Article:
Relating Vision Status to Academic Achievement Among Year-2 School Children in Malaysia
Ai-Hong Chen, Willard Bleything, Yee-Yin Lim
Optometry - Journal of the American Optometric Association
The objective of this study is to establish the relationship between vision problems and academic performance. Vision affects daily activities, but of particular importance is the impact upon the learning process. Many studies have been conducted with varied results.
This study included 1,103 year-2 school children enrolled in 7 public schools in the Klang Valley region of Malaysia.
There were an equal proportion of males (50.6%) and females (49.4%). The testing battery was designed to assess visual acuity, ocular muscle balance, visual analysis skills, visual-spatial skills, and visual-motor integration skills.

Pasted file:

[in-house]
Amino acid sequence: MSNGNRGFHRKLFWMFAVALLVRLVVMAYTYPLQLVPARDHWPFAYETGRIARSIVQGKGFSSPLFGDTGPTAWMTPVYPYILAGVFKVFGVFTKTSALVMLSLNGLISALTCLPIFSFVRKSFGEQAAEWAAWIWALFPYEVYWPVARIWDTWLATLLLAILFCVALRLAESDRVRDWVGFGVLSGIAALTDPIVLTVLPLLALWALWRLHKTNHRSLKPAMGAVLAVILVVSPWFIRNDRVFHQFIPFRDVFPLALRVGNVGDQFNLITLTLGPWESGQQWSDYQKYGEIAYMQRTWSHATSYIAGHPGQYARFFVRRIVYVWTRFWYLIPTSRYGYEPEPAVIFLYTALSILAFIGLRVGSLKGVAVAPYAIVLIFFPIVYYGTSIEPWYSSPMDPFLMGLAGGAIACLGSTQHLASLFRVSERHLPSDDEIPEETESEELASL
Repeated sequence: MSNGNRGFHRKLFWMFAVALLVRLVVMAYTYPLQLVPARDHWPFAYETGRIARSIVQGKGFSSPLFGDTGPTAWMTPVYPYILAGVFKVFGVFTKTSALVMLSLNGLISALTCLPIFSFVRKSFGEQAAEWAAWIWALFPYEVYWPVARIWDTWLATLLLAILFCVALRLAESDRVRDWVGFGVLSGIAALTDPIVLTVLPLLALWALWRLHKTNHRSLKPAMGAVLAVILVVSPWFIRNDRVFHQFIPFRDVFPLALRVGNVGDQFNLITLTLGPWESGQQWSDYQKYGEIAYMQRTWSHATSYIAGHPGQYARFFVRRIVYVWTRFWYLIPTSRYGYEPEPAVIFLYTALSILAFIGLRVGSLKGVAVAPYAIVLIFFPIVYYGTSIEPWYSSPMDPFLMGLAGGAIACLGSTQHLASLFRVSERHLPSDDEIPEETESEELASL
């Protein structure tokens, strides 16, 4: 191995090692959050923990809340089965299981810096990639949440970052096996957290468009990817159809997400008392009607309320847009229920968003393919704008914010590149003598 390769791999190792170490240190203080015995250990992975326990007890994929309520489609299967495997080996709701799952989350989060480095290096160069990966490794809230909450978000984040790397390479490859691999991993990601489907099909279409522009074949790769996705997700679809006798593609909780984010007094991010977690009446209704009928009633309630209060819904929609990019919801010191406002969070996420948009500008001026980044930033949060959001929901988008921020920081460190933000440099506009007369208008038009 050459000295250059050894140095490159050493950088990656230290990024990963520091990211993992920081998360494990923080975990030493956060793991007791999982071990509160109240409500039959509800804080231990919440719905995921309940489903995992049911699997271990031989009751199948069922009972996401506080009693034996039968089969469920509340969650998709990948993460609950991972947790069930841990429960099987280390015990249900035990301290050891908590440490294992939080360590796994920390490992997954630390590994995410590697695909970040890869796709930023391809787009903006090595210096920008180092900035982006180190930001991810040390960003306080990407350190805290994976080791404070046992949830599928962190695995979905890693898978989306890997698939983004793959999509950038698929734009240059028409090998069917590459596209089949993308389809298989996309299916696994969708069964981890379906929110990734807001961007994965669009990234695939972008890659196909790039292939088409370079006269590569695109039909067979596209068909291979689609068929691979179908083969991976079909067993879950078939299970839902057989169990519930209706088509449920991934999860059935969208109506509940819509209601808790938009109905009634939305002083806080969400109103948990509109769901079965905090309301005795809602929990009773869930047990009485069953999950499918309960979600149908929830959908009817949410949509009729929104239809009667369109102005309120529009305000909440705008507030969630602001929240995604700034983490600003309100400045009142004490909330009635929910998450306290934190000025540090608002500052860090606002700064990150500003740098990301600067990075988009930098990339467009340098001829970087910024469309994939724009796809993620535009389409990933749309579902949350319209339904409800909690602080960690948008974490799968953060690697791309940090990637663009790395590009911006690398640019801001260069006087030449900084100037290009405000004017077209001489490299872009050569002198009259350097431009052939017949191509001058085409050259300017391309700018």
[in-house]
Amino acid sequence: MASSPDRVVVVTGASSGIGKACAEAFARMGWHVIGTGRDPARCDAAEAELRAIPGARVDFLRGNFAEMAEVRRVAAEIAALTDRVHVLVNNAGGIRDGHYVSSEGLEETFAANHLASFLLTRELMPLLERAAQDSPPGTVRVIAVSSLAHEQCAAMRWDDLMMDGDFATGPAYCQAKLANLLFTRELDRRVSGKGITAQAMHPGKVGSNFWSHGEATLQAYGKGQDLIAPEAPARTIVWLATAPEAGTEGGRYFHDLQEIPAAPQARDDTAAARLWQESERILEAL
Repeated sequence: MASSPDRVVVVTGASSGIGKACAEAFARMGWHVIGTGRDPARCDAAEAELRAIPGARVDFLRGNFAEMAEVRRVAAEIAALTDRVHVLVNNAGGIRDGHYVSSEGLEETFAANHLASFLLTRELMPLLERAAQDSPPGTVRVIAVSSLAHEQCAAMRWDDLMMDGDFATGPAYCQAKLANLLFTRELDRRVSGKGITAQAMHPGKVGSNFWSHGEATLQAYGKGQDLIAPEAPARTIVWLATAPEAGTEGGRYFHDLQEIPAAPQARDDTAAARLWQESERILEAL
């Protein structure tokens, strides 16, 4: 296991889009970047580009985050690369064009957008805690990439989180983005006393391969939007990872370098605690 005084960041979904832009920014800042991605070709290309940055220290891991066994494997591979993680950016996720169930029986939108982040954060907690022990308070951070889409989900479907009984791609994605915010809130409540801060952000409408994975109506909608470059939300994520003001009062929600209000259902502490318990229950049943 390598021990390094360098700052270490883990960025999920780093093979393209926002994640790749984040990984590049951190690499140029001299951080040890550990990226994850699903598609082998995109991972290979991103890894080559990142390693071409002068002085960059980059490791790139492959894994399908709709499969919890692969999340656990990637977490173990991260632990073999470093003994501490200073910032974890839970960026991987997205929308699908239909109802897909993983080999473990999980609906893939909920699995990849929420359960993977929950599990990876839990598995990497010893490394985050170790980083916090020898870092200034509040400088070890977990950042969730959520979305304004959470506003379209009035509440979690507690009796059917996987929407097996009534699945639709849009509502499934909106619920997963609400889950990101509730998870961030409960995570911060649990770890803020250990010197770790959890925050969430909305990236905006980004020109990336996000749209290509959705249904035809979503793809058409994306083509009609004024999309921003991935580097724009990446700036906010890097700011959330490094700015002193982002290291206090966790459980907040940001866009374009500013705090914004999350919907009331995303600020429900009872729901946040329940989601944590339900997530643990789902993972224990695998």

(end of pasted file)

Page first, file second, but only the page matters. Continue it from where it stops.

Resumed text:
Children with average and above-average achievement showed a different visual performance profile from those children with low academic achievement.
They had a statistically significant better pass rate in physical aspects (visual acuity), physiological aspects (ocular motor balance), and perceptual aspects (visual-motor integration/visual-spatial and visual-analysis skills).
Children with low academic achievement are more likely to exhibit problems in visual acuity, ocular motor balance, visual-motor integration and most all components of visual analysis skills.
This finding supports the concept that visual performance is key to learning and therefore of chief concern as to school achievement.